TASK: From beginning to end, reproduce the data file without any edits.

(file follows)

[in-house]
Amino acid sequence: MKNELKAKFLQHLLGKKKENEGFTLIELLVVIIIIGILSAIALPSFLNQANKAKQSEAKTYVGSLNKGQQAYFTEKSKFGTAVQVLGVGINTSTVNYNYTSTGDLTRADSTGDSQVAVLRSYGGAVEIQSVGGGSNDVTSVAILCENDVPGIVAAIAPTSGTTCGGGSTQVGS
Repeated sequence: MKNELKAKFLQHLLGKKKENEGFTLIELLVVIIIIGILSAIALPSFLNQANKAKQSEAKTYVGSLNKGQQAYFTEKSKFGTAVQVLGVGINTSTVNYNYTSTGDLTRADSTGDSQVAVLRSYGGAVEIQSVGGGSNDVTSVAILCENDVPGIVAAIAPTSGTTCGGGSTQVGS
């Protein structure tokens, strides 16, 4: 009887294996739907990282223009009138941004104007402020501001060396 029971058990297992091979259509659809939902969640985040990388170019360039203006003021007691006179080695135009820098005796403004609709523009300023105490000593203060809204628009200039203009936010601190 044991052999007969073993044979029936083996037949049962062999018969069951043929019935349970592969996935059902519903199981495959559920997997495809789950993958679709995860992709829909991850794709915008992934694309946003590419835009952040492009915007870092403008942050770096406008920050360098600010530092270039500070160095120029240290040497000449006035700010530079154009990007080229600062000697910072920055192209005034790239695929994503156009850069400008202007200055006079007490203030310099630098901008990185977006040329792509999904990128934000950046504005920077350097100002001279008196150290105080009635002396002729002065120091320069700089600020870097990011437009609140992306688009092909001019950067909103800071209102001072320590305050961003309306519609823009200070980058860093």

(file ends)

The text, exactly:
[in-house]
Amino acid sequence: MKNELKAKFLQHLLGKKKENEGFTLIELLVVIIIIGILSAIALPSFLNQANKAKQSEAKTYVGSLNKGQQAYFTEKSKFGTAVQVLGVGINTSTVNYNYTSTGDLTRADSTGDSQVAVLRSYGGAVEIQSVGGGSNDVTSVAILCENDVPGIVAAIAPTSGTTCGGGSTQVGS
Repeated sequence: MKNELKAKFLQHLLGKKKENEGFTLIELLVVIIIIGILSAIALPSFLNQANKAKQSEAKTYVGSLNKGQQAYFTEKSKFGTAVQVLGVGINTSTVNYNYTSTGDLTRADSTGDSQVAVLRSYGGAVEIQSVGGGSNDVTSVAILCENDVPGIVAAIAPTSGTTCGGGSTQVGS
């Protein structure tokens, strides 16, 4: 009887294996739907990282223009009138941004104007402020501001060396 029971058990297992091979259509659809939902969640985040990388170019360039203006003021007691006179080695135009820098005796403004609709523009300023105490000593203060809204628009200039203009936010601190 044991052999007969073993044979029936083996037949049962062999018969069951043929019935349970592969996935059902519903199981495959559920997997495809789950993958679709995860992709829909991850794709915008992934694309946003590419835009952040492009915007870092403008942050770096406008920050360098600010530092270039500070160095120029240290040497000449006035700010530079154009990007080229600062000697910072920055192209005034790239695929994503156009850069400008202007200055006079007490203030310099630098901008990185977006040329792509999904990128934000950046504005920077350097100002001279008196150290105080009635002396002729002065120091320069700089600020870097990011437009609140992306688009092909001019950067909103800071209102001072320590305050961003309306519609823009200070980058860093």